As I’ve said before in this column, I don’t really believe that any successful person is truly self-made because along the way they all had help from other people. Taking this fact into account, there have been countless individuals who, from a very humble beginning without benefit of formal education or coming from a wealthy family, have risen to the top in every field of endeavor.
I dare say that America would not be the dominant power in the world today were it not for the example set by these people, both past and present.
In short, in our climate of freedom millions of us have been inspired to do more and have more because other people have extended the limits of the possible. In the early days of our nation’s history, one man set the tone for what I’ve been saying and could justly be called, America’s “first” self-made man.
Not to keep you in suspense, do you know who I am talking about? Well, it is none other than Benjamin Franklin, well-known American statesman and signer of the Declaration of Independence.
Unless you are a student of history or have read his autobiography, you may be surprised at this man’s background and many of the things he accomplished during his lifetime.
Before I give you a brief overview of his accomplishments, let me say that my goal here is not to present this information as a history lesson, but rather to dispel the myth held by many people that those who are successful are or were lucky, had money to begin with or were born with a silver spoon in their mouth. This was certainly not the case with Benjamin Franklin.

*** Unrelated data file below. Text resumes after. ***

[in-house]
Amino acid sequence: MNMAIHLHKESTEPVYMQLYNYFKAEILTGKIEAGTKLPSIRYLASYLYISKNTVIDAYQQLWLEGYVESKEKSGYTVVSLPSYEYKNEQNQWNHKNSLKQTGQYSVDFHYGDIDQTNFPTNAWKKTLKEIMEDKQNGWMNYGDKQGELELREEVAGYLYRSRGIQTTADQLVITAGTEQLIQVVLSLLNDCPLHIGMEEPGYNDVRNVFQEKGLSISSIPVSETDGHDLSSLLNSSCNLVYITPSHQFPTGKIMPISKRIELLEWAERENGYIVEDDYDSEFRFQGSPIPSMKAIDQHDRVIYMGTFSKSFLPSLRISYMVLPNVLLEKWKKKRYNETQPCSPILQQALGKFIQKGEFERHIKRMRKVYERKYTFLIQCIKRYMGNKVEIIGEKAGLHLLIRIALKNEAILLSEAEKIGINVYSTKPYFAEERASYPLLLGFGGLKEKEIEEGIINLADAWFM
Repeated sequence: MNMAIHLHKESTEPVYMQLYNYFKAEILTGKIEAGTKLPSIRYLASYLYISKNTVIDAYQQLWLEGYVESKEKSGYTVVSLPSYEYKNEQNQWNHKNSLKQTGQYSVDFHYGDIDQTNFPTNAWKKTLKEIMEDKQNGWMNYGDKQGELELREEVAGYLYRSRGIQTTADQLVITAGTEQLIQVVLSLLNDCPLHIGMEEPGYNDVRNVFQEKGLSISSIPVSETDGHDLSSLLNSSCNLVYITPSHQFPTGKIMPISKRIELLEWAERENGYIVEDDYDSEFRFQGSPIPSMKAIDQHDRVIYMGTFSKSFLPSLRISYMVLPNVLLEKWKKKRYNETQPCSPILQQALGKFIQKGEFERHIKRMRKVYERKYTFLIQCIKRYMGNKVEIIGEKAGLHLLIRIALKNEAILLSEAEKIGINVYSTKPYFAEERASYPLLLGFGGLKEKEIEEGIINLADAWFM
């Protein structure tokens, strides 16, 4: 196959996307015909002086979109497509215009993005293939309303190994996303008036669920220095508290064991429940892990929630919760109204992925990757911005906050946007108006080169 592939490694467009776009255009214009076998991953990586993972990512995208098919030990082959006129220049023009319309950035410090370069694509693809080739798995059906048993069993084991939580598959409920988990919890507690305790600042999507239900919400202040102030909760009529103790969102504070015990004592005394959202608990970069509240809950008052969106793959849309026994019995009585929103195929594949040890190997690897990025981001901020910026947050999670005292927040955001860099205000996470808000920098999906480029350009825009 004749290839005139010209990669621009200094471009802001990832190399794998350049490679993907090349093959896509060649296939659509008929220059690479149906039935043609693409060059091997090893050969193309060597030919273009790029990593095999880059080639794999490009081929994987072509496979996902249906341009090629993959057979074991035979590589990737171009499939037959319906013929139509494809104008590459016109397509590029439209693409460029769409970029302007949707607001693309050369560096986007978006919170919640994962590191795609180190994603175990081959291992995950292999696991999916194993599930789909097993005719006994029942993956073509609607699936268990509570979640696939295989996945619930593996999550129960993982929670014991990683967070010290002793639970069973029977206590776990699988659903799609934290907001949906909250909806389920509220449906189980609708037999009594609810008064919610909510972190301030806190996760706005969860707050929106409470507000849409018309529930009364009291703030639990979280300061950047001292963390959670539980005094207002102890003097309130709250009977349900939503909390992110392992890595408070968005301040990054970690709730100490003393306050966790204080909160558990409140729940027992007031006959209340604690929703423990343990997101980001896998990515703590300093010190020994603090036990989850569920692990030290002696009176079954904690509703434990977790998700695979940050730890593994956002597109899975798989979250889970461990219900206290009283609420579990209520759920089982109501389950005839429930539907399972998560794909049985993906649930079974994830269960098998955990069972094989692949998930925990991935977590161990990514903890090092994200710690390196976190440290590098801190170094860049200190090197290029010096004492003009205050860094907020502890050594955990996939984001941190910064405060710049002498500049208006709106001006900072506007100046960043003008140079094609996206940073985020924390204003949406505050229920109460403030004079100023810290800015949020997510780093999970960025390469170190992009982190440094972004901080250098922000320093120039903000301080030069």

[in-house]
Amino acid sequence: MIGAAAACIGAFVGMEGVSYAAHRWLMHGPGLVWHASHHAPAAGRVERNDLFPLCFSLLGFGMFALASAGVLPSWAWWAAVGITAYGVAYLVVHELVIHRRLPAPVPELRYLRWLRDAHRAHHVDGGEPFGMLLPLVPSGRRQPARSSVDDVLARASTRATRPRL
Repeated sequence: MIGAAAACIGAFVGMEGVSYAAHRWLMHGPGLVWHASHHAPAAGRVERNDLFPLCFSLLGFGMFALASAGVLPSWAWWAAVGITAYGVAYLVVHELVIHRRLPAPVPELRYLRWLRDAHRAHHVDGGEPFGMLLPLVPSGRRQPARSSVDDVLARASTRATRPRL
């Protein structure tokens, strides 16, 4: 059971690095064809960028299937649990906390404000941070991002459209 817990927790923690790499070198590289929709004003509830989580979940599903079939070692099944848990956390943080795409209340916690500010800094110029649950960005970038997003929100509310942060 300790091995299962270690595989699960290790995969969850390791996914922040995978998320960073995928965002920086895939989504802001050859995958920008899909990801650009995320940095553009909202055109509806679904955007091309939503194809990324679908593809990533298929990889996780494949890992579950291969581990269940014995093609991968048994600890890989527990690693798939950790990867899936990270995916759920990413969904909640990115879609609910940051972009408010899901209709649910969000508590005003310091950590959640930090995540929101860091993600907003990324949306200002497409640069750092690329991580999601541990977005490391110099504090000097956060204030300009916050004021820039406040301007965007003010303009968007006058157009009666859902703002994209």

He was born in Boston in 1706, the 15th of 17 children of a poor candle maker and had little more than one year of actual schooling. He had to go to work to earn a living when he was 12 years of age. He left Boston when he was 17 and went to New York, but couldn’t find a job so he went on to Philadelphia, walking most of the way.
He arrived with only a few pennies in his pocket and got a job as a printer. Soon he went into business for himself as a publisher, first of a newspaper and then a magazine. His first great publishing success was “Poor Richard’s Almanac,” which he started when he was 26 and was later credited with being, for a time, the only printed material in every American home.
Ben Franklin was also a noted scientist and inventor. Every schoolboy knows he drew electricity from a cloud on a kite string, but few people realize he also wrote one of the first textbooks on electricity. It was so important, it was translated into foreign languages.
He was the first to discover positive and negative electricity, without the knowledge of which there could be no electrical power today. He gave the world the concept of the electric battery, electrical charges, condensation and the conductor. He also invented a simple, safe lightning rod which became almost a standard household item.
This self-made man truly made a difference. He organized the first service club in America. He also founded the first national library and museum, the first patent office, the first regular police force, the first fire department, the first fire insurance company, the great Pennsylvania Hospital and the college that would later become the University of Pennsylvania. What a career for a man who started with nothing.
After making a fortune and retiring from business at the age of 42, he went on to serve his government in a number of different capacities, including 25 years negotiating important matters in England and France.
Never say that truly successful people are “lucky.”
(Editor’s Note: Jim Davidson is a motivational speaker and syndicated columnist. He may be contacted at 2 Bentley Drive, Conway AR 72034.)